This week, Zimbabweans were forced again to grapple with sad news of industrial action by medical practitioners in the public health sector. The news comes at a time when memories of a story carried in The Herald of 5 September 2019 are still fresh. It was one of the most disturbing stories where a pregnant woman was reported dead together with her child at Parirenyatwa Hospital allegedly due to negligence by medical staff manning the maternity ward.
More often, when people talk about industrial action in the health sector, people tend to look at it from monetary and economic terms without putting a human face to it. The strike by nurses and doctors is just a sign of how Zimbabwe is an inequality infested country. The stand-off between the government and its medical employees brings to light the realities of Image Cred: The Feed Zw ordinary Zimbabweans who are already suffering from various socioeconomic deprivations including hunger.
In a context where the income inequality is glaring, it is acknowledged that industrial action is a labor right and a means of redressing income inequality. As such, the responsibility lies squarely with government to attend the needs and requests of health care workers which are more than justified given that their demands have been ignored since 2019. It is an undeniable fact that it is the poor & marginalised Zimbabweans who depend more on services provided by the public sector when the rich and elites resort to privatised services.
It however follows that when practitioners in public health institutions engage in industrial action, it is the ordinary Zimbabwean who suffers the most. The most unfortunate part of it is that chaos in the public health sector translates into avoidable death of helpless citizens. The dignity and right to life of ordinary citizens are undermined. What has happened to the constitutional promise of right to healthcare? Section 76 (1) of the Zimbabwean Constitution declares that, “Every citizen and permanent resident of Zimbabwe has the right to have access to basic healthcare-services, including reproductive health care services.” As the sole guarantor of this right, the state must ensure that this right is enjoyed by all and sundry regardless of one’s social status. This is substantiated in Section 76 (2) which obliges the state to “…take reasonable legislative and other measures, within the limits of the resources available to it, to achieve the progressive realisation of this right.”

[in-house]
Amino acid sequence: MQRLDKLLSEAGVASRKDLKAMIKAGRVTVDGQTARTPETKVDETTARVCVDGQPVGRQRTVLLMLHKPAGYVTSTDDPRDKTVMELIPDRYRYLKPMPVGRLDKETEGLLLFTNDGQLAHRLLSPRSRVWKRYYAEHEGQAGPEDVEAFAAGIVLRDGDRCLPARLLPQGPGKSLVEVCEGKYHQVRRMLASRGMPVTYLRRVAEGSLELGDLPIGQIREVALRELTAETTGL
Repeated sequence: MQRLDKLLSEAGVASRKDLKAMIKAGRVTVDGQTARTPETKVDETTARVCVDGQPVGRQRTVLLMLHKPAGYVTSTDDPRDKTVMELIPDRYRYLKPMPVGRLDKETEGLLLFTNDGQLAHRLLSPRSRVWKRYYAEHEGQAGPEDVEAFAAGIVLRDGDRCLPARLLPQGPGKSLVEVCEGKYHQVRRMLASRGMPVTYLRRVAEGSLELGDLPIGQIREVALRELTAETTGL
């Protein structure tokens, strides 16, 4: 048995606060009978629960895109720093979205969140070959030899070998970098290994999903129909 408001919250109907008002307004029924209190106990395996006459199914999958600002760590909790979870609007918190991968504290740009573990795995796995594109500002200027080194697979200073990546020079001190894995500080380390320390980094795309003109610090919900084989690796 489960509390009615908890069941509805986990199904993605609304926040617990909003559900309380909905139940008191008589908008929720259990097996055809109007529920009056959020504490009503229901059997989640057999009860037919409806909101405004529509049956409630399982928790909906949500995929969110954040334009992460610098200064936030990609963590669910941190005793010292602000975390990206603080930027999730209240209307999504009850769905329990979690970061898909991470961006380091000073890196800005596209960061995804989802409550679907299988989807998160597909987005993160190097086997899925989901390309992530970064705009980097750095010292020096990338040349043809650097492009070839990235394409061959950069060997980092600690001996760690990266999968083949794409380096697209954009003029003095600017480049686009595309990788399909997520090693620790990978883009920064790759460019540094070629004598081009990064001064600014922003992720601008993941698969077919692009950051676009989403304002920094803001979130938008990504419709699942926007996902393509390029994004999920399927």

Taking into consideration that a health population is essential for sustainable human development and ultimately economic growth and development, a position also recognised in the SADC Protocol on Health of 1999 which Zimbabwe is a signatory to, it is high time the government of Zimbabwe considers, in earnest, addressing the challenges bedevilling the health sector including prioritising the welfare and concerns of the workers. It is a fact that a malfunctioning public health system depreciates the country’s chances of attaining expected outcomes of key economic development blue prints, the National Development Strategy 1 especially those pertaining to health and wellbeing and Vision 2030 included. According to the National Development Strategy 1 Civil Society Monitoring Mechanism (Cisomm) Report produced by the Zimbabwe Coalition on Debt and Development, as at January 2022, the 2021 targets for health and well-being were missed except for life expectancy which is at 61.63 years, slightly above the prescribed target 61.5 years.
A healthy nation is a productive one. It is therefore critical for the Government of Zimbabwe to take sustainable measures to resuscitate the ailing health sector to ensure that quality healthcare is guaranteed to all in line with Chapter 4, Section 76 of the Constitution. This includes motivating practitioners in public health care. If the inequalities in the health sector are not addressed at national level, Sustainable Development Goal 3 of ensuring healthy lives and promoting wellbeing for all, at all ages, will remain a pipe dream.